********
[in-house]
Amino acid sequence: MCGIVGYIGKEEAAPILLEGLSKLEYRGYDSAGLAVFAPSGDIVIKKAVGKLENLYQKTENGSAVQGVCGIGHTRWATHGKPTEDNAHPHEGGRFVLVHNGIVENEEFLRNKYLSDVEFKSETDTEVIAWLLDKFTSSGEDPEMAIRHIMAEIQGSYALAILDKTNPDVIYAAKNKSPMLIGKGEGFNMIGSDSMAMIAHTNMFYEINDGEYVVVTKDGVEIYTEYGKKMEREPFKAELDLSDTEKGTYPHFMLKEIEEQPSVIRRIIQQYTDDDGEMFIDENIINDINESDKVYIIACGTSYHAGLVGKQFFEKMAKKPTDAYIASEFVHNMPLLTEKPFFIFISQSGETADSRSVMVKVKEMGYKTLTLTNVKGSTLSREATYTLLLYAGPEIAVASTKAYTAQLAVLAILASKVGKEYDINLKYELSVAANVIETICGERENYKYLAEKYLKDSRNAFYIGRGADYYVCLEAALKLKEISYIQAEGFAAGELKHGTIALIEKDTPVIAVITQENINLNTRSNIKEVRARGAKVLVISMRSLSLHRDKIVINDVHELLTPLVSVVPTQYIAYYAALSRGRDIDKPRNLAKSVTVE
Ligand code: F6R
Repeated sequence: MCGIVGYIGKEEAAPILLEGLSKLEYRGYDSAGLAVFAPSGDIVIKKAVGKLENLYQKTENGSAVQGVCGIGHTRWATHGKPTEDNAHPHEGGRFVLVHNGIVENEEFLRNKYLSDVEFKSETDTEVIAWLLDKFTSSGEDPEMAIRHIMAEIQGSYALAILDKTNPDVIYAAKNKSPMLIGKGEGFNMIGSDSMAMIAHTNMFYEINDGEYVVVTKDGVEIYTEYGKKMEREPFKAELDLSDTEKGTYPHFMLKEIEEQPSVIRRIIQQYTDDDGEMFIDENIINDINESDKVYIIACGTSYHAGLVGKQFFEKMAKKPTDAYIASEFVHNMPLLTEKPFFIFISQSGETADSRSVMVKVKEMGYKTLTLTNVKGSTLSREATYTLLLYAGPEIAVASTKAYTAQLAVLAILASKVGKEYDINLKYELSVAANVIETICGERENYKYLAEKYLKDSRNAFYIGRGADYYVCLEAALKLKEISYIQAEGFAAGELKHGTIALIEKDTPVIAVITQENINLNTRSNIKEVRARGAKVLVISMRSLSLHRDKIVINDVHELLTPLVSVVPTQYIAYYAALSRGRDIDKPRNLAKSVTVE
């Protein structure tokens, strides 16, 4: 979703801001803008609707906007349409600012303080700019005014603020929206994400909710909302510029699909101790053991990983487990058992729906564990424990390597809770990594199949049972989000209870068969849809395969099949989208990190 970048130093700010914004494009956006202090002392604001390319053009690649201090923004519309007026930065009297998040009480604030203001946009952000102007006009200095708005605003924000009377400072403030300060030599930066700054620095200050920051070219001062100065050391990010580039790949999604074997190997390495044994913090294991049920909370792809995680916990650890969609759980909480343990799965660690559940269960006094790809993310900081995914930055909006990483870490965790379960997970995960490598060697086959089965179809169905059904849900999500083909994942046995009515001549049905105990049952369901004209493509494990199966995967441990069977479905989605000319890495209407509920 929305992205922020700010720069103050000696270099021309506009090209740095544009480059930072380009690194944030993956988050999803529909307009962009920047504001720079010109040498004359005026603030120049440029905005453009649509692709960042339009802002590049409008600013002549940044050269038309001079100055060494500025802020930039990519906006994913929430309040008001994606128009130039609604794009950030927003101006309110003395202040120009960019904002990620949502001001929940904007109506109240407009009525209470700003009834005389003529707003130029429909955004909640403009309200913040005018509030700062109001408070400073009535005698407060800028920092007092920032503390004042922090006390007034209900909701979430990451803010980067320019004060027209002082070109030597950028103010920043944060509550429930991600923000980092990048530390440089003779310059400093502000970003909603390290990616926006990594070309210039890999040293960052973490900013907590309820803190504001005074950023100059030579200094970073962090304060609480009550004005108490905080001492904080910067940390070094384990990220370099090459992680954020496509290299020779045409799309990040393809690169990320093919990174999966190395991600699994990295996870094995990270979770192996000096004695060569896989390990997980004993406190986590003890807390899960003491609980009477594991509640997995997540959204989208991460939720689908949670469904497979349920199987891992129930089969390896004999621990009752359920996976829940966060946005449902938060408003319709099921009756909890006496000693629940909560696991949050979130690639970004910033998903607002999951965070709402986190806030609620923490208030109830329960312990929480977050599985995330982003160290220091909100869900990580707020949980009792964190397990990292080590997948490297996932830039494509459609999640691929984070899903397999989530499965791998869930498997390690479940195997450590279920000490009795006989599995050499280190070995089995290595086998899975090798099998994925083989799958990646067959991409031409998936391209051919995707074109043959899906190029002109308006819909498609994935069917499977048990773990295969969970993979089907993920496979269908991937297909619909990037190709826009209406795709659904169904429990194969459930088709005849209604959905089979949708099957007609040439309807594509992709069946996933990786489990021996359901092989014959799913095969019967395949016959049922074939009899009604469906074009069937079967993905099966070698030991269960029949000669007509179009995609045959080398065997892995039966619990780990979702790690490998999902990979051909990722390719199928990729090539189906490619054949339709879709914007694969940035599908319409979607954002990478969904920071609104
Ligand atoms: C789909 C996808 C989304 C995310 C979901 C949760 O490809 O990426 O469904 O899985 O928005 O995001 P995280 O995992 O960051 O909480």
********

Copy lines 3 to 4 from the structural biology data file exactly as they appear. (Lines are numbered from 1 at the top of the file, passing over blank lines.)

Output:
Ligand code: F6R
Repeated sequence: MCGIVGYIGKEEAAPILLEGLSKLEYRGYDSAGLAVFAPSGDIVIKKAVGKLENLYQKTENGSAVQGVCGIGHTRWATHGKPTEDNAHPHEGGRFVLVHNGIVENEEFLRNKYLSDVEFKSETDTEVIAWLLDKFTSSGEDPEMAIRHIMAEIQGSYALAILDKTNPDVIYAAKNKSPMLIGKGEGFNMIGSDSMAMIAHTNMFYEINDGEYVVVTKDGVEIYTEYGKKMEREPFKAELDLSDTEKGTYPHFMLKEIEEQPSVIRRIIQQYTDDDGEMFIDENIINDINESDKVYIIACGTSYHAGLVGKQFFEKMAKKPTDAYIASEFVHNMPLLTEKPFFIFISQSGETADSRSVMVKVKEMGYKTLTLTNVKGSTLSREATYTLLLYAGPEIAVASTKAYTAQLAVLAILASKVGKEYDINLKYELSVAANVIETICGERENYKYLAEKYLKDSRNAFYIGRGADYYVCLEAALKLKEISYIQAEGFAAGELKHGTIALIEKDTPVIAVITQENINLNTRSNIKEVRARGAKVLVISMRSLSLHRDKIVINDVHELLTPLVSVVPTQYIAYYAALSRGRDIDKPRNLAKSVTVE